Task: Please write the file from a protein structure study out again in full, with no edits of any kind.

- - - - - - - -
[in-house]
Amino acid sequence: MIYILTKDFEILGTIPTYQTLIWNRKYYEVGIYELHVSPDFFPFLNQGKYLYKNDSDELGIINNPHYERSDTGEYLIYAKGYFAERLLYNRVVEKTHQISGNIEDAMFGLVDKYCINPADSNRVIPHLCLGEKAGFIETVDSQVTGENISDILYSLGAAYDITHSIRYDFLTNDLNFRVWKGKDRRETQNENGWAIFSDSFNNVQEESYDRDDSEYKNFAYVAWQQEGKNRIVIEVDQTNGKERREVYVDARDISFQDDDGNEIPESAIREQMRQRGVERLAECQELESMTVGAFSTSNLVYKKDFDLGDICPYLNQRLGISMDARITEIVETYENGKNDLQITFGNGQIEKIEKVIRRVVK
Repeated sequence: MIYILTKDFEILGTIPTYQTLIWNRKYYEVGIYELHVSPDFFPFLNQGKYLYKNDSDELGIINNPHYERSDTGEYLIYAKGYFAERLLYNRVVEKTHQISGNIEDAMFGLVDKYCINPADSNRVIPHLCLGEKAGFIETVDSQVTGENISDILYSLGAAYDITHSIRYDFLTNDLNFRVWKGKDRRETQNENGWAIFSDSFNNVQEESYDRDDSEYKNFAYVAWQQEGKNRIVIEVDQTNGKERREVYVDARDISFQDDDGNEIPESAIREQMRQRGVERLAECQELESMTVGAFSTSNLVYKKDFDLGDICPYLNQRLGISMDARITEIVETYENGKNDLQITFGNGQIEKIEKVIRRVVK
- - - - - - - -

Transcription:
[in-house]
Amino acid sequence: MIYILTKDFEILGTIPTYQTLIWNRKYYEVGIYELHVSPDFFPFLNQGKYLYKNDSDELGIINNPHYERSDTGEYLIYAKGYFAERLLYNRVVEKTHQISGNIEDAMFGLVDKYCINPADSNRVIPHLCLGEKAGFIETVDSQVTGENISDILYSLGAAYDITHSIRYDFLTNDLNFRVWKGKDRRETQNENGWAIFSDSFNNVQEESYDRDDSEYKNFAYVAWQQEGKNRIVIEVDQTNGKERREVYVDARDISFQDDDGNEIPESAIREQMRQRGVERLAECQELESMTVGAFSTSNLVYKKDFDLGDICPYLNQRLGISMDARITEIVETYENGKNDLQITFGNGQIEKIEKVIRRVVK
Repeated sequence: MIYILTKDFEILGTIPTYQTLIWNRKYYEVGIYELHVSPDFFPFLNQGKYLYKNDSDELGIINNPHYERSDTGEYLIYAKGYFAERLLYNRVVEKTHQISGNIEDAMFGLVDKYCINPADSNRVIPHLCLGEKAGFIETVDSQVTGENISDILYSLGAAYDITHSIRYDFLTNDLNFRVWKGKDRRETQNENGWAIFSDSFNNVQEESYDRDDSEYKNFAYVAWQQEGKNRIVIEVDQTNGKERREVYVDARDISFQDDDGNEIPESAIREQMRQRGVERLAECQELESMTVGAFSTSNLVYKKDFDLGDICPYLNQRLGISMDARITEIVETYENGKNDLQITFGNGQIEKIEKVIRRVVK